Tokyo Institute of Technology

Kicking for maximum swimming speed? You might be doing it wrong, Japanese researchers say

Scientists from Tokyo and Ibaraki discover there’s a cutoff point where kicking actually starts to slow you down.

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The “beautiful boy” Mister Bishoujo Contest is over, but who was crowned the prettiest boy?【Pics】

Two weeks ago, online voting began for the Tokyo Institute of Technology’s Mister Bishoujo Contest, where the “prettiest” boys were put up for the internet to decide. Now the results are in and a winner has been declared!

And that’s not all: the contestants have put up a lot more photos of themselves in the meantime, so you can take a look at just how impressive their girl game is. Prepare to be amazed, and perhaps slightly confused, after the jump!

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Beautiful boys abound! Tokyo university introduces “Mister Bishoujo” contestants, polls now open

The internet can’t seem to get enough beautiful boys and handsome girls. Not that we’re complaining; there’s something strangely mesmerizing about people who can pull off looking like the opposite gender so well that no one can tell the difference. Plus, what’s not to like about someone just being who they are and looking good while doing it?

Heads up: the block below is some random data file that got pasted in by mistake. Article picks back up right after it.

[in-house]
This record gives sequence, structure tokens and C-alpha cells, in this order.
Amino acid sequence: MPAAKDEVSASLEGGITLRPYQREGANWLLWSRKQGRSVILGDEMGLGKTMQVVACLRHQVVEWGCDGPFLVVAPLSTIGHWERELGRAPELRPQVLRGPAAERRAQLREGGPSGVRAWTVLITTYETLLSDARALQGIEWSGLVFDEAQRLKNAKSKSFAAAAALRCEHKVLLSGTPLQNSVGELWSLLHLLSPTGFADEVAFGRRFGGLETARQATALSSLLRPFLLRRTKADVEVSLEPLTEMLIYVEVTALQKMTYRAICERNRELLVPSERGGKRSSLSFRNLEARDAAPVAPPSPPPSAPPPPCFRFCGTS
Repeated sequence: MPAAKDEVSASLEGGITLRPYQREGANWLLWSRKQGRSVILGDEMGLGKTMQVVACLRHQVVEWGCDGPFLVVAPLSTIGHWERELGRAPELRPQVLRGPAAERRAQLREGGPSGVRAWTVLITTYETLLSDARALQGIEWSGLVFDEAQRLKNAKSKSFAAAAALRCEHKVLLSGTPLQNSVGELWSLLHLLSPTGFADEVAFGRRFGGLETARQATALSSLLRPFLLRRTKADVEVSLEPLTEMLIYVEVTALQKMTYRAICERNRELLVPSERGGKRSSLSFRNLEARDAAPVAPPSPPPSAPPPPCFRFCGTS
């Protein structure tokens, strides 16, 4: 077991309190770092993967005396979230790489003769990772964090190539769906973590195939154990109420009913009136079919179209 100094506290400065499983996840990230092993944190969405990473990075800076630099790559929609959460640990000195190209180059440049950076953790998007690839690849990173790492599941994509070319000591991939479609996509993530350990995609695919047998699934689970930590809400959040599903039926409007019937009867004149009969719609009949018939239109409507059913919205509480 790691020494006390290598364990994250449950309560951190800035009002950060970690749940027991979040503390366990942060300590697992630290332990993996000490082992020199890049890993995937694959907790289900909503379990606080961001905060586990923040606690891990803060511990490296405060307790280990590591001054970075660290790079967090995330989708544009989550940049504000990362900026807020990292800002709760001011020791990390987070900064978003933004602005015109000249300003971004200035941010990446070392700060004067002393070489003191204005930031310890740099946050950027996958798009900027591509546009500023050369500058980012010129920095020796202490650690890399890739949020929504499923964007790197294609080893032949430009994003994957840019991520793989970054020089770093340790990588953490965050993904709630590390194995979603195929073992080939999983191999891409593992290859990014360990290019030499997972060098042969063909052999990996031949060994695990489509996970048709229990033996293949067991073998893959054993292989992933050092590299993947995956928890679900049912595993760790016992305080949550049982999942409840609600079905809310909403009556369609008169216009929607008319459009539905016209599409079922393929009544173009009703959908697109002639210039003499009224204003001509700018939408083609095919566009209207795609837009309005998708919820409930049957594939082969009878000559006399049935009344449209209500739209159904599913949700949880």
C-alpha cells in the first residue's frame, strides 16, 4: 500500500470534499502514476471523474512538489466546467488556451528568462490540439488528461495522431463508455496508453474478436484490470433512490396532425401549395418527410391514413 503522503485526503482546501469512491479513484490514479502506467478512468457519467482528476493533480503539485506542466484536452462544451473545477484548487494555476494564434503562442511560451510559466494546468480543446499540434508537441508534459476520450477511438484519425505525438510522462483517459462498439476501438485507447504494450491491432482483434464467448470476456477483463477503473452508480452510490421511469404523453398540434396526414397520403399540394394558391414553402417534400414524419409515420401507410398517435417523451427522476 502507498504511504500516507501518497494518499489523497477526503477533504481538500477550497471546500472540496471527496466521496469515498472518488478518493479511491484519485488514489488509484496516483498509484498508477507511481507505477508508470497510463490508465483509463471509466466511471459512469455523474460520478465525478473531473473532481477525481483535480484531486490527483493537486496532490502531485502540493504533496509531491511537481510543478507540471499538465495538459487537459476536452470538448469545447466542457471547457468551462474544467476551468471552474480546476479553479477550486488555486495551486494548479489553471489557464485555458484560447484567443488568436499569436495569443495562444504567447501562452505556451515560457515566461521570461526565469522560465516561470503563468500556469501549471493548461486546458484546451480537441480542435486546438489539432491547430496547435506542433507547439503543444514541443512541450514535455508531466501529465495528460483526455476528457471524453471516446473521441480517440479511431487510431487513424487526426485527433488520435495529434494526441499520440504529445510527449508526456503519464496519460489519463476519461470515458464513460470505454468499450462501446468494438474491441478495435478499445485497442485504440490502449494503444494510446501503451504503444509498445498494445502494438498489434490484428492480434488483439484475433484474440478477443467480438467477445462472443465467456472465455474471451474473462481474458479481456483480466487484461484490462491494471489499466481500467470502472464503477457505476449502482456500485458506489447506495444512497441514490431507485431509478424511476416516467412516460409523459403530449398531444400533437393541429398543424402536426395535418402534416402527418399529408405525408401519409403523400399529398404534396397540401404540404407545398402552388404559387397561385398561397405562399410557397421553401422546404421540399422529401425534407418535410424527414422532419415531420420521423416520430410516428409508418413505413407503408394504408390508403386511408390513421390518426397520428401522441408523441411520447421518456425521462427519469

Well, Tokyo Institute of Technology (東工大/Toukoudai or TIT… okay, get your giggles out now!) seems to feel the same way, because, alongside their Miss Toukoudai Contest they’re having a Mister Bishoujo Contest—bishoujo being the Japanese word for “beautiful young girl”—allowing voters to pick their favorite Mr. Beautiful!

Join us after the jump to check out the contestants!

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Tokyo Tech is one hard school to get into

Students across Japan have recently been taking their entrance exams which, if successful, will help them get into the higher level school they desire. Naturally, the more prestigious the school, the more difficult the entrance exam is.

Take these practice questions published in the Tokyo Institute of Technology’s newspaper, the Titech Press for example. In these questions, the student must rearrange the words to form a sentence with the same meaning as the Japanese one above. Even without understanding the Japanese, a native English speaker should be able to unscramble those words, right?

Why don’t you grab a pen and paper and give it a try before you read any further and see the answers? I got all of them except number three.

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